New information is emerging on how climate change is impacting American lobster populations and their connections to other species in the marine food web in the earliest stages of their life cycle. New research conducted by two graduate students at the University of Maine’s Darling Marine Center has revealed more information about how these economically and culturally important marine animals are responding to the changing ocean.
Alex Ascher spent the last five years studying the American lobster as part of his Ph.D. program in marine biology through UMaine’s School of Marine Sciences. Ascher conducted his research both at the Darling Marine Center campus in Walpole and at Bigelow Laboratory for Ocean Sciences in East Boothbay. Only a few miles apart on the Damariscotta River Estuary, the two marine laboratories have complementary facilities and research areas, making collaboration an attractive and powerful approach, particularly for students.
Last month at his dissertation defense, Ascher shared his research with a roomful of scientists, students, and family gathered on the Darling Marine Center campus, as well as with individuals who attended the presentation remotely via Zoom.
“While the abundance of adult lobsters has increased dramatically in the last several decades, there has been a surprising decline in the abundance of their juvenile offspring in coastal nurseries,” Ascher said. “In fact, the disconnect between the high levels of egg production and the low numbers of young lobsters ‘recruiting’ to monitored coastal study areas has been widespread in the Gulf of Maine.”
This previously published observation encouraged Rick Wahle of UMaine’s Lobster Institute and David Fields of Bigelow Laboratory to investigate the factors influencing the survival of planktonic larvae before they settle to the seabed. They recruited Ascher and another UMaine graduate student, Evelyn Layland, to their collaborative project to evaluate the hypothesis that the decline in lobster recruitment may be related to changes in food available to larval lobsters.
Their results could have important implications for the future of lobster populations in a changing climate. Others contributing to the collaboration include Pete Countway, from Bigelow Laboratory, and Rachel Lasley-Rasher, from the University of Southern Maine.
The work has been supported by Sea Grant, Maine’s Department of Marine Resources and the National Science Foundation-sponsored Maine-eDNA program that is developing new ways to understand how DNA in the environment can inform people’s understanding and management of natural and cultural resources.
During his seminar, Ascher presented new findings from field and laboratory studies that help people understand the multiple factors affecting the survival of the lobster’s planktonic larval stages before they settle to the sea bed. Not only does his analysis provide a first glimpse of the diet of larval lobster in the coastal Gulf of Maine, but the DNA sequencing provides important insights on the identity of planktonic prey that conventional microscopy cannot.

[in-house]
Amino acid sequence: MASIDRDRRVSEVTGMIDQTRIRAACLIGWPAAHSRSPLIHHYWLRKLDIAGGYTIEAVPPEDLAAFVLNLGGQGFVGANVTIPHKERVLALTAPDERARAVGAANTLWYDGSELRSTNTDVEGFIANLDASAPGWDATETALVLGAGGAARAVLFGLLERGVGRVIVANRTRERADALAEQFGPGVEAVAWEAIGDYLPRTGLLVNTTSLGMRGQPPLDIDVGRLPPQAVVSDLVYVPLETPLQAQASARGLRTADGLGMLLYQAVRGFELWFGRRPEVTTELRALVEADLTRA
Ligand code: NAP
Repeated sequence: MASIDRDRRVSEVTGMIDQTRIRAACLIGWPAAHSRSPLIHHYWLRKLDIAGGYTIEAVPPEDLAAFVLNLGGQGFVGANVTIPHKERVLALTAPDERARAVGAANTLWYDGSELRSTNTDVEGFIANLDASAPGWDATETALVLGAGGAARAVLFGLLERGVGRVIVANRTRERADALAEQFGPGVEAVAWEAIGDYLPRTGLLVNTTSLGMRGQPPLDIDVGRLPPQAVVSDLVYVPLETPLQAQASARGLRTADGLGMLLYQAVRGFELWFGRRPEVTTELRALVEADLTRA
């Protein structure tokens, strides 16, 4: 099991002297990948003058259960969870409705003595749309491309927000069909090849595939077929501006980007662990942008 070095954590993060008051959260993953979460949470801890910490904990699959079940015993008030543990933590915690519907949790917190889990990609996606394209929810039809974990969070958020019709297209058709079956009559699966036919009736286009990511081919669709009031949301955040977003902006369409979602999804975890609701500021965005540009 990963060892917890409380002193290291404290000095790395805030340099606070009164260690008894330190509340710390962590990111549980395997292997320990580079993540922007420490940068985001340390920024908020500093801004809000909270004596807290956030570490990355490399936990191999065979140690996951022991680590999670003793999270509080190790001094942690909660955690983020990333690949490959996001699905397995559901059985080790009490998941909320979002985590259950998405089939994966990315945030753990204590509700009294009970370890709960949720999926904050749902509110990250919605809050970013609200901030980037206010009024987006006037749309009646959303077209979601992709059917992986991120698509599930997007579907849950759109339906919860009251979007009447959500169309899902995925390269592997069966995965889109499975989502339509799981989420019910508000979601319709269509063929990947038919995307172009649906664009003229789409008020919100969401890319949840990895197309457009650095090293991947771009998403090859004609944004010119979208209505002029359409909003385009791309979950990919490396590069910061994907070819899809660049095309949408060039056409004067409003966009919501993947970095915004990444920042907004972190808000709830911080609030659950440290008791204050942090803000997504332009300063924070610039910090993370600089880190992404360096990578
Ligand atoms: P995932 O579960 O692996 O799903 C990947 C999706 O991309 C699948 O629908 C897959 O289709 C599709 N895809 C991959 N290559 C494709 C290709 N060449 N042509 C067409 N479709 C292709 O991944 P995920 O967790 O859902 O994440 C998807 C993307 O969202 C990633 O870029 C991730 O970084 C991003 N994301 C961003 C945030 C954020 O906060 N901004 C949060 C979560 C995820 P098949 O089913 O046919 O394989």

Layland’s studies focused on the feeding behaviors of larval lobsters and how those behaviors influence young lobsters. Last month, Layland defended her master’s in marine biology thesis, less than three weeks after Ascher’s defense. Her complementary research used video analysis to track the pursuit and handling of planktonic prey by larval lobsters in each of their four stages. They underscore how vulnerable the earliest larval stages may be to starvation compared to the later stages that are much better equipped to chase down and subdue their planktonic prey.
In addition to the novel laboratory and field investigations on larval lobster behavior, Layland also produced a children’s book about her scientific research.
“When most people think of Maine lobster, they probably picture the lobster you would find in a restaurant or a tank at the grocery store, but lobsters’ lives start several years earlier as tiny pea-sized larvae floating around in the water column,” Layland said. “Learning about the complex interactions taking place in the ocean between these tiny animals and their environment has been fascinating. I hope what we’ve learned will help others to better understand the drivers behind larval survival and changes in recruitment.”
The work of both students will soon be available through Fogler Library’s Digital Commons.
Members of the public are invited to learn more about educational and research programs at the Darling Marine Center and Bigelow Laboratory through the marine laboratories’ websites and public programs.
“It’s wonderful to see Evie and Alex’s work come together — they conducted complementary studies that add to our knowledge of lobster biology and ecology and also will help us more proactively manage the fishery,” says Wahle, a professor of marine sciences and director of the UMaine Lobster Institute, which is also based at the Darling Marine Center.
For more information, go to dmc.umaine.edu.